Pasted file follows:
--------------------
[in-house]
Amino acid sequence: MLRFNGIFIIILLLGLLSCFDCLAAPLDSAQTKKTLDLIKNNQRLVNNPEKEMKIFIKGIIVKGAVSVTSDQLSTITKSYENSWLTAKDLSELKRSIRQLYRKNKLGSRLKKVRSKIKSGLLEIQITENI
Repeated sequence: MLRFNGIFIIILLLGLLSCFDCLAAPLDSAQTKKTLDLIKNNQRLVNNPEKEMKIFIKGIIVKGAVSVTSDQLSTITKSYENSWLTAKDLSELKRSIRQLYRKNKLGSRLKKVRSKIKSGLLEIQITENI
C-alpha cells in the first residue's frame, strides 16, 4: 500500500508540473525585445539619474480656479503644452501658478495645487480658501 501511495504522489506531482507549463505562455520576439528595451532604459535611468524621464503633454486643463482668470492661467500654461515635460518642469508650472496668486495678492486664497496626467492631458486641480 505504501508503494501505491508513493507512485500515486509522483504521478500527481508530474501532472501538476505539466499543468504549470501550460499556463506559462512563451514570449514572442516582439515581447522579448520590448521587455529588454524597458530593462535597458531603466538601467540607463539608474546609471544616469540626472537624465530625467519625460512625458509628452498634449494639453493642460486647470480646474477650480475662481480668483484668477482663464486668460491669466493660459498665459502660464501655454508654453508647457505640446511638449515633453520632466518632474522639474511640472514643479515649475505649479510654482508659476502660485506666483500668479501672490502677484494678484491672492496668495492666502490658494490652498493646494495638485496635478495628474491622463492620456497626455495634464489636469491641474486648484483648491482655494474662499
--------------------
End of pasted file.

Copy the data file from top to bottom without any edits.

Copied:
[in-house]
Amino acid sequence: MLRFNGIFIIILLLGLLSCFDCLAAPLDSAQTKKTLDLIKNNQRLVNNPEKEMKIFIKGIIVKGAVSVTSDQLSTITKSYENSWLTAKDLSELKRSIRQLYRKNKLGSRLKKVRSKIKSGLLEIQITENI
Repeated sequence: MLRFNGIFIIILLLGLLSCFDCLAAPLDSAQTKKTLDLIKNNQRLVNNPEKEMKIFIKGIIVKGAVSVTSDQLSTITKSYENSWLTAKDLSELKRSIRQLYRKNKLGSRLKKVRSKIKSGLLEIQITENI
C-alpha cells in the first residue's frame, strides 16, 4: 500500500508540473525585445539619474480656479503644452501658478495645487480658501 501511495504522489506531482507549463505562455520576439528595451532604459535611468524621464503633454486643463482668470492661467500654461515635460518642469508650472496668486495678492486664497496626467492631458486641480 505504501508503494501505491508513493507512485500515486509522483504521478500527481508530474501532472501538476505539466499543468504549470501550460499556463506559462512563451514570449514572442516582439515581447522579448520590448521587455529588454524597458530593462535597458531603466538601467540607463539608474546609471544616469540626472537624465530625467519625460512625458509628452498634449494639453493642460486647470480646474477650480475662481480668483484668477482663464486668460491669466493660459498665459502660464501655454508654453508647457505640446511638449515633453520632466518632474522639474511640472514643479515649475505649479510654482508659476502660485506666483500668479501672490502677484494678484491672492496668495492666502490658494490652498493646494495638485496635478495628474491622463492620456497626455495634464489636469491641474486648484483648491482655494474662499